At the front, they introduced negative camber by lengthening the lower suspension arms. In effect, only the central section was still Ferrari; the rest was CEGGA.

‘When we’d finished the chassis and suspension, we took the car to Scaglietti in Modena and asked him to do a new body. Scaglietti was working with Ferrari but he wanted to do something for us that was different from the original Testa Rossa. The car was there for about four or five months while he did the work.’

The CEGGA-Ferrari’s first outing came at Mauborget on 12 April 1961. Georges drove it in a number of hillclimbs that year, and shared it with Maurice Caillet at the Nürburgring 1000km and Pescara Four Hours. There were fewer events with it the following year, but Georges nonetheless returned to the Nordschleife.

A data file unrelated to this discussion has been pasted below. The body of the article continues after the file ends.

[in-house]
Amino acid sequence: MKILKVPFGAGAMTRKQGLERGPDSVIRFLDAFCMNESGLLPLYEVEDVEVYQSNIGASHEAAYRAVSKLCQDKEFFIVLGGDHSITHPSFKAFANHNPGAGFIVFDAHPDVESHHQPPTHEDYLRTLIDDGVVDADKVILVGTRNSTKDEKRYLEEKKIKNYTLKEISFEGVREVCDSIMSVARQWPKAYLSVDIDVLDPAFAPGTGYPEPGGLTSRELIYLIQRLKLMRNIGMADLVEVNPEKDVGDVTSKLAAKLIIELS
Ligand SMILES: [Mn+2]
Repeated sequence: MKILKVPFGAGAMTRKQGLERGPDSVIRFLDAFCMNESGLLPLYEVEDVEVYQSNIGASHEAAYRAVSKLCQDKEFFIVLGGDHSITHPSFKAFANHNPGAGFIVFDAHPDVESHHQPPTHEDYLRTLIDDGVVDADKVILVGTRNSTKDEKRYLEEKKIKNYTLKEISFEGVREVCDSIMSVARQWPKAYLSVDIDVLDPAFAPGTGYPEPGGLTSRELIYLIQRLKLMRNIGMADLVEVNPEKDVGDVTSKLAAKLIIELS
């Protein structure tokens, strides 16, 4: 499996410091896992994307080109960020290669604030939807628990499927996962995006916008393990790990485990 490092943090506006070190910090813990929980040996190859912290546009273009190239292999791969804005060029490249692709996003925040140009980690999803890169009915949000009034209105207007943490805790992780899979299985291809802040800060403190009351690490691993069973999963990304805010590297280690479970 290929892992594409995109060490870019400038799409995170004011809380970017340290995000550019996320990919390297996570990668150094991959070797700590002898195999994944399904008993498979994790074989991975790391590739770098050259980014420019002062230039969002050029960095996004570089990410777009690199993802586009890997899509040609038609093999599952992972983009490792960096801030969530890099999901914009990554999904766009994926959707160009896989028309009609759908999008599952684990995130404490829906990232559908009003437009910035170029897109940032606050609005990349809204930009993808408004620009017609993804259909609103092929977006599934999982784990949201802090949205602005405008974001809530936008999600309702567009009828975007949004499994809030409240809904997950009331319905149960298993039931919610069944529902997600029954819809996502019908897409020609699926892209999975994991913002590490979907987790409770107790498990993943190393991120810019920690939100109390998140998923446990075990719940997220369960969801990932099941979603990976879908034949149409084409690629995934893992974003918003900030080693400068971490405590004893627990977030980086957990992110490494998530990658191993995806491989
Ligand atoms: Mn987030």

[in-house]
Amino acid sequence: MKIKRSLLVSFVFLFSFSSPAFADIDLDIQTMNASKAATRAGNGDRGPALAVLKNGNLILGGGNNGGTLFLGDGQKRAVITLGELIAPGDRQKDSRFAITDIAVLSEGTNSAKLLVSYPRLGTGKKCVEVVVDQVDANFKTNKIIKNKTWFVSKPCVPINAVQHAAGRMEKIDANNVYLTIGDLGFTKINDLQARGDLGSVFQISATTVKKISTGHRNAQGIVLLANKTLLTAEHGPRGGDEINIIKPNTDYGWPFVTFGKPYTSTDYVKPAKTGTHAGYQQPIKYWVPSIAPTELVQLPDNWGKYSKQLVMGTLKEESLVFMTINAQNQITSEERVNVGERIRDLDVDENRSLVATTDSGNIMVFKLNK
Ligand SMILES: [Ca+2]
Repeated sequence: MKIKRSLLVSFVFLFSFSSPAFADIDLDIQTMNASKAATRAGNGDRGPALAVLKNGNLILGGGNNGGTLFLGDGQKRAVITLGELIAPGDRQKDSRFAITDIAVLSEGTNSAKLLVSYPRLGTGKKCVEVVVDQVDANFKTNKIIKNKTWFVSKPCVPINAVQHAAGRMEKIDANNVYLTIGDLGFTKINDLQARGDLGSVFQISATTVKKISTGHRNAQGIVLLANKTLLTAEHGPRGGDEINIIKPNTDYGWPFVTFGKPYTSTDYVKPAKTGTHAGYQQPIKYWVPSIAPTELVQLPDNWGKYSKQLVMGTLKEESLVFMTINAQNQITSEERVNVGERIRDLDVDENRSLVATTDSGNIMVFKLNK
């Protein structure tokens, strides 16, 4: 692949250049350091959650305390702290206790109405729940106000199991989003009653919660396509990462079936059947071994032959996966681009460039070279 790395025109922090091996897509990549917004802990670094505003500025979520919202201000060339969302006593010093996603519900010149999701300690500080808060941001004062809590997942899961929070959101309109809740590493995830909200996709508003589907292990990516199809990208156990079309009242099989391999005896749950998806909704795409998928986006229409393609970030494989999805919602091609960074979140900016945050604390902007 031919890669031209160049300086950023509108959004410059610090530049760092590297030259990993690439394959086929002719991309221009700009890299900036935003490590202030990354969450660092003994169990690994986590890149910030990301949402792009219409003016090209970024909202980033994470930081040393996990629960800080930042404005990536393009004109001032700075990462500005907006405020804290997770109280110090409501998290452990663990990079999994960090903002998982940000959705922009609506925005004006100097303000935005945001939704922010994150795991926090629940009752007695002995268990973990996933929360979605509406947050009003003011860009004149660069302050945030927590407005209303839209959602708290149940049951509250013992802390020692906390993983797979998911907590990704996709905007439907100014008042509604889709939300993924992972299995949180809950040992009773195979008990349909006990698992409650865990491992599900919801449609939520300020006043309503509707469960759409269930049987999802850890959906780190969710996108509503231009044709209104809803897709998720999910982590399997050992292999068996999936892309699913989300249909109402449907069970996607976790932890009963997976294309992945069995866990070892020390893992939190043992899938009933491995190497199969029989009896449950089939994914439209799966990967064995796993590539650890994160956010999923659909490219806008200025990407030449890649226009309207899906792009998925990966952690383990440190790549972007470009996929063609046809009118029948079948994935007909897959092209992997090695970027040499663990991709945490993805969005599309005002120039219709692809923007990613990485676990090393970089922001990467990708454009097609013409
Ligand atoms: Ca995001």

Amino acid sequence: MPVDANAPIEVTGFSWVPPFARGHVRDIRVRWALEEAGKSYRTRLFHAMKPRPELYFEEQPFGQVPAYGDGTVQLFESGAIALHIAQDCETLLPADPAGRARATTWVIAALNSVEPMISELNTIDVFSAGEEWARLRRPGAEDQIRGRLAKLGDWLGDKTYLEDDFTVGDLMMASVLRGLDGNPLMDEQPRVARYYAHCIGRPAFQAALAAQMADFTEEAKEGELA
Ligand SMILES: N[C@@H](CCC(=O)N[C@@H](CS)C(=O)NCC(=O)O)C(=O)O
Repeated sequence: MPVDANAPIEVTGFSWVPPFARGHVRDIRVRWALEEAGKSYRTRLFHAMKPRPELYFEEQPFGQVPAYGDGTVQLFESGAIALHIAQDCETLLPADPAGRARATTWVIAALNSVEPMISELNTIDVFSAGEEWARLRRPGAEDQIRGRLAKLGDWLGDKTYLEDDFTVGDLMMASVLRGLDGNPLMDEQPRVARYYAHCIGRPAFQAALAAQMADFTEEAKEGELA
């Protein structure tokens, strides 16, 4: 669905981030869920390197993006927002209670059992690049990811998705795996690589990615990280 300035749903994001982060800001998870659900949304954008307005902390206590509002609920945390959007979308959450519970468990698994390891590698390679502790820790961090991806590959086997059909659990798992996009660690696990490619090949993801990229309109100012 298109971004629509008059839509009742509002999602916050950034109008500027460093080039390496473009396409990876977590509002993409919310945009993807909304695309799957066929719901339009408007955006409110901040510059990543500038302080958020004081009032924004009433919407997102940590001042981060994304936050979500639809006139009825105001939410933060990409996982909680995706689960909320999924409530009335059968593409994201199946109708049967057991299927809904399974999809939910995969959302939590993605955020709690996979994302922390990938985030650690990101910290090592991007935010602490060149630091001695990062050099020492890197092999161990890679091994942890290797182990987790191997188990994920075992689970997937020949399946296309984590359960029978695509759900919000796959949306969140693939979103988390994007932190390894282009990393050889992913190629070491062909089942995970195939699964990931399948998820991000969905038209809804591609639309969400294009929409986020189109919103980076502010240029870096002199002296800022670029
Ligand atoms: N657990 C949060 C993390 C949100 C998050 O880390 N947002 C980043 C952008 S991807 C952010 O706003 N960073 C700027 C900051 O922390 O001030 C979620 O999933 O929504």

‘Pescara was fantastic,’ he recalls, ‘but the Nürburgring in 1962 is my favourite memory. On the straights the works Ferraris were faster, but the handling of the CEGGA was very efficient. My co-driver, Edouard Grob, was a member of Scuderia CEGGA at this time – he lived near us – and we made a good team.’ Ferrari works driver Willy Mairesse asked to try the car because he was so impressed with the way it handled, but Claude refused. ‘We don’t share it,’ he told the Belgian ace.

After the Gachnangs stopped racing the CEGGA-Ferrari in late 1962, a good friend of theirs in Switzerland bought it. He used it on the road, on one occasion driving it from Aigle to Le Mans. It was then sold – minus its engine, which Georges retained – to a new owner, from whom Ferrari collector Pierre Bardinon later bought it. When Bardinon subsequently converted the car back to Testa Rossa specification, Georges sold him the correct engine but the majority of CEGGA components, such as the bodywork and the rear suspension, were lost.